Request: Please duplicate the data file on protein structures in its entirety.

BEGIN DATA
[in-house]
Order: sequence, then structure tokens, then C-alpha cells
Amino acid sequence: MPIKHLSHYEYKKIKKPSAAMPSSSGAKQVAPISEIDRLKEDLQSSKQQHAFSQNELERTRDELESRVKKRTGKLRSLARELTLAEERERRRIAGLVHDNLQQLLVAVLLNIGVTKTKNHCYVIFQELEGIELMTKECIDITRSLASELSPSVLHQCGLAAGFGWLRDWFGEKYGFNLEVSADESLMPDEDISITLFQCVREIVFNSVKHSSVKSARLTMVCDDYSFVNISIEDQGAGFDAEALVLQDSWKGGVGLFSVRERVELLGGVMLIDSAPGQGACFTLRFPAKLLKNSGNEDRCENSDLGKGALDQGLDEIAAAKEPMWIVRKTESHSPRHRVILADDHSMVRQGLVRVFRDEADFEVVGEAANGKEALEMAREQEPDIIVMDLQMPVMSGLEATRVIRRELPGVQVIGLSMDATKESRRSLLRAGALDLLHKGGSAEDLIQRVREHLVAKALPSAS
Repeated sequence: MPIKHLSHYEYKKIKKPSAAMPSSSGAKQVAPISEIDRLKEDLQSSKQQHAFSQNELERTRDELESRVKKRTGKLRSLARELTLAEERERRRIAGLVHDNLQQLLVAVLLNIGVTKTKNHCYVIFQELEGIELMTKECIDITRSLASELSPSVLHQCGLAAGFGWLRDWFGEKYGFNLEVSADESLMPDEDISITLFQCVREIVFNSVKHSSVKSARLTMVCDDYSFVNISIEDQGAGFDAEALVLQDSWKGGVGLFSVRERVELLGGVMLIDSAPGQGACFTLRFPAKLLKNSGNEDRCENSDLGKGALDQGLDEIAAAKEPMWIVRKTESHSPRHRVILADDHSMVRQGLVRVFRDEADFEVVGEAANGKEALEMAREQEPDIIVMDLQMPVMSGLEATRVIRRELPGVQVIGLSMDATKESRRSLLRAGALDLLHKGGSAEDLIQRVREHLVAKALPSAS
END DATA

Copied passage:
[in-house]
Order: sequence, then structure tokens, then C-alpha cells
Amino acid sequence: MPIKHLSHYEYKKIKKPSAAMPSSSGAKQVAPISEIDRLKEDLQSSKQQHAFSQNELERTRDELESRVKKRTGKLRSLARELTLAEERERRRIAGLVHDNLQQLLVAVLLNIGVTKTKNHCYVIFQELEGIELMTKECIDITRSLASELSPSVLHQCGLAAGFGWLRDWFGEKYGFNLEVSADESLMPDEDISITLFQCVREIVFNSVKHSSVKSARLTMVCDDYSFVNISIEDQGAGFDAEALVLQDSWKGGVGLFSVRERVELLGGVMLIDSAPGQGACFTLRFPAKLLKNSGNEDRCENSDLGKGALDQGLDEIAAAKEPMWIVRKTESHSPRHRVILADDHSMVRQGLVRVFRDEADFEVVGEAANGKEALEMAREQEPDIIVMDLQMPVMSGLEATRVIRRELPGVQVIGLSMDATKESRRSLLRAGALDLLHKGGSAEDLIQRVREHLVAKALPSAS
Repeated sequence: MPIKHLSHYEYKKIKKPSAAMPSSSGAKQVAPISEIDRLKEDLQSSKQQHAFSQNELERTRDELESRVKKRTGKLRSLARELTLAEERERRRIAGLVHDNLQQLLVAVLLNIGVTKTKNHCYVIFQELEGIELMTKECIDITRSLASELSPSVLHQCGLAAGFGWLRDWFGEKYGFNLEVSADESLMPDEDISITLFQCVREIVFNSVKHSSVKSARLTMVCDDYSFVNISIEDQGAGFDAEALVLQDSWKGGVGLFSVRERVELLGGVMLIDSAPGQGACFTLRFPAKLLKNSGNEDRCENSDLGKGALDQGLDEIAAAKEPMWIVRKTESHSPRHRVILADDHSMVRQGLVRVFRDEADFEVVGEAANGKEALEMAREQEPDIIVMDLQMPVMSGLEATRVIRRELPGVQVIGLSMDATKESRRSLLRAGALDLLHKGGSAEDLIQRVREHLVAKALPSAS